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Workplace Bullying: Concerns for Nurse Leaders

Johnson, Susan L. MN, RN; Rea, Ruth E. PhD, RN

Journal of Nursing Administration:
doi: 10.1097/NNA.0b013e318195a5fc
Articles
Abstract

Objective: The aim of this study was to describe nurses' experiences with and characteristics related to workplace bullying.

Background: Although the concept of workplace bullying is gaining attention, few studies have examined workplace bullying among nurses.

Methods: This was a descriptive study using a convenience sample of 249 members of the Washington State Emergency Nurses Association. The Negative Acts Questionnaire-Revised was used to measure workplace bullying.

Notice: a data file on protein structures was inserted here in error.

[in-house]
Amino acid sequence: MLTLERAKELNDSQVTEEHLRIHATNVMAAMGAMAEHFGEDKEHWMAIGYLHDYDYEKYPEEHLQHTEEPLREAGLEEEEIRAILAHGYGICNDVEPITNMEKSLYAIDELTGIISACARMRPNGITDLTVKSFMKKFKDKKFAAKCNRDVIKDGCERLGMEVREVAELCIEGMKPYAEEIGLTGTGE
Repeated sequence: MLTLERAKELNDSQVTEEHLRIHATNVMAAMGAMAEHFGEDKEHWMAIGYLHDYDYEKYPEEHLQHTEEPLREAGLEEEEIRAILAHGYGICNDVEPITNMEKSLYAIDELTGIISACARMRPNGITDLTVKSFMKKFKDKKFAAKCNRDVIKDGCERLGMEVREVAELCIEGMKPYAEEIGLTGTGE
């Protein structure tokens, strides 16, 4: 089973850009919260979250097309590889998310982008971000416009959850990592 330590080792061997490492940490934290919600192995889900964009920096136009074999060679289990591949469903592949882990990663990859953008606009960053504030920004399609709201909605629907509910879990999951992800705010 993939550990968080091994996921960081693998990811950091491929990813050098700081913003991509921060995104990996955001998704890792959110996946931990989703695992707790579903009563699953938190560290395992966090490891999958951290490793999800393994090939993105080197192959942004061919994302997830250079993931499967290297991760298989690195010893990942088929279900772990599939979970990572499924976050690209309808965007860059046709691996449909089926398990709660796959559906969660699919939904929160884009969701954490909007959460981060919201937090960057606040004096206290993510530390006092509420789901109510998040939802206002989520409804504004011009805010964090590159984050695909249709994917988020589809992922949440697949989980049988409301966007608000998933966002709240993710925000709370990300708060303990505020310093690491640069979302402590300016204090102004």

Results: Of the sample, 27.3% had experienced workplace bullying in the last 6 months. Most respondents who had been bullied stated that they were bullied by their managers/directors or charge nurses. Workplace bullying was significantly associated with intent to leave one's current job and nursing.

Conclusion: In seeking remedies to the problem of workplace bullying, nurse leaders need to focus on why this bullying occurs and on ways to reduce its occurrence. This is a critical issue, since it is linked with nurse attrition.

Author Information

Authors' Affiliations: Predoctoral Student (Ms Johnson), Nursing Program, University of Washington, Seattle; and Associate Professor (Dr Rea), University of Washington, Nursing Program, Tacoma.

Corresponding author: Ms Johnson, 3209 Lorne St, SE; Olympia, WA 98501 (slj6@u.washington.edu).

© 2009 Lippincott Williams & Wilkins, Inc.